Perhaps the thought regarding the nomenclature of Qadam Rasul Mosque must have been reaped from the Arabic term ‘Qadam-e-Rasul’. The term is literally interpreted as “Footprint of the Messenger”. The concept of ‘Qadam Rasul’ started with a belief in early Islam. According to their belief, Prophet Muhammad stepped on a rock and miraculously, created an imprint.
However, this belief was strongly denied by the orthodox groups of Islam. Albeit the denial, the idea was widely propagated. This led to the conception of various shrines across many places depicting the before-mentioned foot imprints. One such shine was built in Gaur, the ancient capital of Bengal.
Qadam Rasul mosque was erected by Sultan Nusrat Shah in 1530-31. One of the major architecture in Gaur, it is also the oldest shrine for Muslims in Bengal. The mortar structures and the huge red bricks of this terracotta mosque invoke a sense of solitude and nostalgia. The mosque obtains its title “Qadam Rasul Mosque” from the stone tablet. (Which is fairly acceptable). The stone tablet treasured inside the Mosque bears the footprint of the Prophet Hazrat Muhammad.
Legend says that the footprint was brought out from the meditation chamber of the 13th-century saint Jalaluddin Tabrizi of Pandua. It was then migrated to Gaur by Sultan Hussain Shah (1494-1519). This medieval wonder stands amid the lush grassy garden. This mosque is often cited as one of the exquisite ancient architectures in Malda. Surprisingly, the mosque impersonates the Hindu Chala style.
Another thing that makes this mosque unique is it’s four black marble pillars on every 4 corners. Besides, the intricate artwork covers the pinnacles on the top. On the opposite of Qadam Rasul Mosque remains the 17th-century tomb of Fateh Khan, chief of Aurangzeb’s army. The red-brick walls, gray dome, arches, and towers of the Mosque reflects the architectural acumen of the erstwhile rulers. When you reach the site, a fakir will approach you and guide you to the stone with the Prophet’s foot imprint.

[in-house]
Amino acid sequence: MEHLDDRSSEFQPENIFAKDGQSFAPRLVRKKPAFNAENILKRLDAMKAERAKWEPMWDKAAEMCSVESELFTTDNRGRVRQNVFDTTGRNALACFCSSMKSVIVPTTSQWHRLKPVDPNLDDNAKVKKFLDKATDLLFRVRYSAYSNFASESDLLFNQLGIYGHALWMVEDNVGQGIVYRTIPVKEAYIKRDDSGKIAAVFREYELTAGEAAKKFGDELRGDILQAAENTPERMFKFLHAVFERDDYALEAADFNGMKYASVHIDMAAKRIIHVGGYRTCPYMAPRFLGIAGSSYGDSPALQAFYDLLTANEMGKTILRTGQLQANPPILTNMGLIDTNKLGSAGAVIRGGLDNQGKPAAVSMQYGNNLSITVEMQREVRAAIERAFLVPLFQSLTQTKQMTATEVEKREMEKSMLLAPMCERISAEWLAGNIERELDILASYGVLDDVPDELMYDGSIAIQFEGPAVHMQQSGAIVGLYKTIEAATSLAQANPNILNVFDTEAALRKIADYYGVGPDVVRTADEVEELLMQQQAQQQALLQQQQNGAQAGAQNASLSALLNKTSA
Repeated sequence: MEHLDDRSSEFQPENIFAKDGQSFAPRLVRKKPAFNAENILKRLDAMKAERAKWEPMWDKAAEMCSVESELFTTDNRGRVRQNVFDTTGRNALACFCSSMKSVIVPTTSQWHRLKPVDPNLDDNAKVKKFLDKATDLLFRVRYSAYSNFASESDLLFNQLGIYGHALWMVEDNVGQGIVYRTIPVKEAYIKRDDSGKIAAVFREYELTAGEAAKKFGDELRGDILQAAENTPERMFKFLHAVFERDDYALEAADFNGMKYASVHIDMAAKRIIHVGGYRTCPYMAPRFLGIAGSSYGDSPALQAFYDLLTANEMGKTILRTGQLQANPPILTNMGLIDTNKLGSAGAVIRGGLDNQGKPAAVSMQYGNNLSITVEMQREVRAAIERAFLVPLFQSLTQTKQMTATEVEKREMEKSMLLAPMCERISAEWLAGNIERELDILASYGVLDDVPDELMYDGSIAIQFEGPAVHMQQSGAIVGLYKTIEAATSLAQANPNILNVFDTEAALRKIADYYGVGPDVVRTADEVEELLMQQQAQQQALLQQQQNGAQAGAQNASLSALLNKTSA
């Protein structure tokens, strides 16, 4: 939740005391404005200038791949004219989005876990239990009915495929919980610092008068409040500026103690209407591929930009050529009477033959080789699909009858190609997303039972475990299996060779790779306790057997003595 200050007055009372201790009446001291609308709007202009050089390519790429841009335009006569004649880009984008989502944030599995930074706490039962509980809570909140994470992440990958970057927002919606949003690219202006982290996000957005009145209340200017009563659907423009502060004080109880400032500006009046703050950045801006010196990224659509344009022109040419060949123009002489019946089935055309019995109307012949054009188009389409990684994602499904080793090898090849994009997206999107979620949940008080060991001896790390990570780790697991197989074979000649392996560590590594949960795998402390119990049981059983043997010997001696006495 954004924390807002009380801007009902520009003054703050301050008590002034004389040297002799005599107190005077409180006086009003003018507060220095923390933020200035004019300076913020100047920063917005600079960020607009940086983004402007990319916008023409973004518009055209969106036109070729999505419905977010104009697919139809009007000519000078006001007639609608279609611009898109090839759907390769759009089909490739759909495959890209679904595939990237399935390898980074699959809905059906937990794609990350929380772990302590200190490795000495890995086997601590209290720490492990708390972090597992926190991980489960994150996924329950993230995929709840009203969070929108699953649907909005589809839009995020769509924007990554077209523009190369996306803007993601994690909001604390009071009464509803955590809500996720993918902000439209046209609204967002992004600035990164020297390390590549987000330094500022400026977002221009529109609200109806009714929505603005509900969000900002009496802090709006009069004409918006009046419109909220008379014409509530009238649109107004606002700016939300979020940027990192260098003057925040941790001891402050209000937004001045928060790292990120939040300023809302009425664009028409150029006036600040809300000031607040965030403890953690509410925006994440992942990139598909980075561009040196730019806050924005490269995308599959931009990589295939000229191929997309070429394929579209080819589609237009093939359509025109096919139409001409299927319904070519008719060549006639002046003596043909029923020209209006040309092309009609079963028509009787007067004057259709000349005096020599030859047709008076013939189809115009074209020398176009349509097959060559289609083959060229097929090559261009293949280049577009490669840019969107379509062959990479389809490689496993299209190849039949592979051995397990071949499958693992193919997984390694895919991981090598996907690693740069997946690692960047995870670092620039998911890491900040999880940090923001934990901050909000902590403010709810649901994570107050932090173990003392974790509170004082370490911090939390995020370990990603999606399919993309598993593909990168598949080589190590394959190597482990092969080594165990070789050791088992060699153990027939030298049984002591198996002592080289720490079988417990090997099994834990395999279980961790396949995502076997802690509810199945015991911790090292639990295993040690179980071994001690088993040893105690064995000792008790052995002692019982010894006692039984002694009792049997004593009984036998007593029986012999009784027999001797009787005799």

Additionally, Qadam Rasul Mosque of Gaur holds a significant status in the rise of the regional form of architecture. The provincial architectural style reached its prime level under the Sultanate era. Designed like a gigantic compartment, the mosque’s square rooms have verandahs on 3 sides. The central domed room comprises a tiny, carved pedestal of black stone, which holds the relic. The display boards describe the historical facts and details regarding the place.
Qadam Rasul Mosque in Gour stands as one of the brilliant evidence of architectural wonder built during the epoch of the Gour Kings. It is located at close proximity from Firoz Minar. The edifices that were mostly in ruins have been renovated lately by Archaeological Survey of India (ASI). However, there are no security guards to guard the Mosque. Entry fees are NOT applicable to visit the mosque. However, you’ll be expected to donate money to the Mosque as a gesture of devotion!
Also Read: Chika Masjid – Mosque in Malda
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